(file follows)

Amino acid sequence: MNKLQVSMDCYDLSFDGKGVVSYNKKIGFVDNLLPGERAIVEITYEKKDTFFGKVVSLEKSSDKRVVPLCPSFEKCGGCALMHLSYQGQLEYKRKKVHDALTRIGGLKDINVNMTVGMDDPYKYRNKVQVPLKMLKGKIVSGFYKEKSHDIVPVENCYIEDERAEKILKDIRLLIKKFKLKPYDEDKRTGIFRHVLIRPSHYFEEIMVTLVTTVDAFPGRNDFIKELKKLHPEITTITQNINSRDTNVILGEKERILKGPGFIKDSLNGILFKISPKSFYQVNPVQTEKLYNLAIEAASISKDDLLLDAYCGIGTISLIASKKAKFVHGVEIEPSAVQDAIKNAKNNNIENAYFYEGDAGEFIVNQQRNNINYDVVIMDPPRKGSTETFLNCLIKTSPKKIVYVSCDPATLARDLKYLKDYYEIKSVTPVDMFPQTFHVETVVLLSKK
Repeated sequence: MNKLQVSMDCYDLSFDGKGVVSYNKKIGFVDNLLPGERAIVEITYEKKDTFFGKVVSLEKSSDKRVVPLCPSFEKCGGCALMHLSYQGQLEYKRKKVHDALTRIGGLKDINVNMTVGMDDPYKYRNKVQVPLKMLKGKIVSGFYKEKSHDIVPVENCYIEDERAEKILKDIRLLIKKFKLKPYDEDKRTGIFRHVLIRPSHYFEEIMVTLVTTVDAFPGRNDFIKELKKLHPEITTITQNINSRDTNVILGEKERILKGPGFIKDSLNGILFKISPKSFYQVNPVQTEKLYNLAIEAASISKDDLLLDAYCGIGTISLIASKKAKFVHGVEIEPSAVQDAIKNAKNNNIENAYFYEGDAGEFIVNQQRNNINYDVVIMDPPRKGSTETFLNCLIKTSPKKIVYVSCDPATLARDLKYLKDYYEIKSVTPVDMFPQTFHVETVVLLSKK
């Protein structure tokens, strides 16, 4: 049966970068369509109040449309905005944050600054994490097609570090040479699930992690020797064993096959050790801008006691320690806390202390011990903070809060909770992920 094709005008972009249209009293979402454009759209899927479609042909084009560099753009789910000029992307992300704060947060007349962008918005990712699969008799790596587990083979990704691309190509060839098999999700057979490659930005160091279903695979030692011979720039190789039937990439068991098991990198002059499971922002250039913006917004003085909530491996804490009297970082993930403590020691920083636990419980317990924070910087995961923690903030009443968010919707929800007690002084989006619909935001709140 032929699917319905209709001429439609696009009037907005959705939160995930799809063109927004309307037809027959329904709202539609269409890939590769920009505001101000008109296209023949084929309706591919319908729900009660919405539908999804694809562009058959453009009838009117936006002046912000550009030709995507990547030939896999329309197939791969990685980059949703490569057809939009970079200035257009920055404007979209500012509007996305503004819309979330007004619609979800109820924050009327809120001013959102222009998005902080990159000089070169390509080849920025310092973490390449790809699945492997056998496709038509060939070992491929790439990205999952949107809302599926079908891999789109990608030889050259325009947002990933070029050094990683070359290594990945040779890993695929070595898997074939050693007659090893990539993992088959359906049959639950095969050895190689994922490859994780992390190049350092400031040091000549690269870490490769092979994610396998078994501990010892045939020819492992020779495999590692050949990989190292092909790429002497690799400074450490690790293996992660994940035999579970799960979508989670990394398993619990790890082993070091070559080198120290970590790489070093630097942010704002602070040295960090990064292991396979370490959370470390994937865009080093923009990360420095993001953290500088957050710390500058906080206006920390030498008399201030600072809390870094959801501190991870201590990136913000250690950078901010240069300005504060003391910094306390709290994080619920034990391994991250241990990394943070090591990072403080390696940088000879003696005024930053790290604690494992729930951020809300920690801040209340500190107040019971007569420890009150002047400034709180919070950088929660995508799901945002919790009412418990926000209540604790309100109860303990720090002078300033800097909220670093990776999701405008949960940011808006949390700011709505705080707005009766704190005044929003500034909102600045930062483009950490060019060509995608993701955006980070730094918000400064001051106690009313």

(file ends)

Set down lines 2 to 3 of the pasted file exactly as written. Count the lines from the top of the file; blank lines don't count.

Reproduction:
Repeated sequence: MNKLQVSMDCYDLSFDGKGVVSYNKKIGFVDNLLPGERAIVEITYEKKDTFFGKVVSLEKSSDKRVVPLCPSFEKCGGCALMHLSYQGQLEYKRKKVHDALTRIGGLKDINVNMTVGMDDPYKYRNKVQVPLKMLKGKIVSGFYKEKSHDIVPVENCYIEDERAEKILKDIRLLIKKFKLKPYDEDKRTGIFRHVLIRPSHYFEEIMVTLVTTVDAFPGRNDFIKELKKLHPEITTITQNINSRDTNVILGEKERILKGPGFIKDSLNGILFKISPKSFYQVNPVQTEKLYNLAIEAASISKDDLLLDAYCGIGTISLIASKKAKFVHGVEIEPSAVQDAIKNAKNNNIENAYFYEGDAGEFIVNQQRNNINYDVVIMDPPRKGSTETFLNCLIKTSPKKIVYVSCDPATLARDLKYLKDYYEIKSVTPVDMFPQTFHVETVVLLSKK
């Protein structure tokens, strides 16, 4: 049966970068369509109040449309905005944050600054994490097609570090040479699930992690020797064993096959050790801008006691320690806390202390011990903070809060909770992920 094709005008972009249209009293979402454009759209899927479609042909084009560099753009789910000029992307992300704060947060007349962008918005990712699969008799790596587990083979990704691309190509060839098999999700057979490659930005160091279903695979030692011979720039190789039937990439068991098991990198002059499971922002250039913006917004003085909530491996804490009297970082993930403590020691920083636990419980317990924070910087995961923690903030009443968010919707929800007690002084989006619909935001709140 032929699917319905209709001429439609696009009037907005959705939160995930799809063109927004309307037809027959329904709202539609269409890939590769920009505001101000008109296209023949084929309706591919319908729900009660919405539908999804694809562009058959453009009838009117936006002046912000550009030709995507990547030939896999329309197939791969990685980059949703490569057809939009970079200035257009920055404007979209500012509007996305503004819309979330007004619609979800109820924050009327809120001013959102222009998005902080990159000089070169390509080849920025310092973490390449790809699945492997056998496709038509060939070992491929790439990205999952949107809302599926079908891999789109990608030889050259325009947002990933070029050094990683070359290594990945040779890993695929070595898997074939050693007659090893990539993992088959359906049959639950095969050895190689994922490859994780992390190049350092400031040091000549690269870490490769092979994610396998078994501990010892045939020819492992020779495999590692050949990989190292092909790429002497690799400074450490690790293996992660994940035999579970799960979508989670990394398993619990790890082993070091070559080198120290970590790489070093630097942010704002602070040295960090990064292991396979370490959370470390994937865009080093923009990360420095993001953290500088957050710390500058906080206006920390030498008399201030600072809390870094959801501190991870201590990136913000250690950078901010240069300005504060003391910094306390709290994080619920034990391994991250241990990394943070090591990072403080390696940088000879003696005024930053790290604690494992729930951020809300920690801040209340500190107040019971007569420890009150002047400034709180919070950088929660995508799901945002919790009412418990926000209540604790309100109860303990720090002078300033800097909220670093990776999701405008949960940011808006949390700011709505705080707005009766704190005044929003500034909102600045930062483009950490060019060509995608993701955006980070730094918000400064001051106690009313």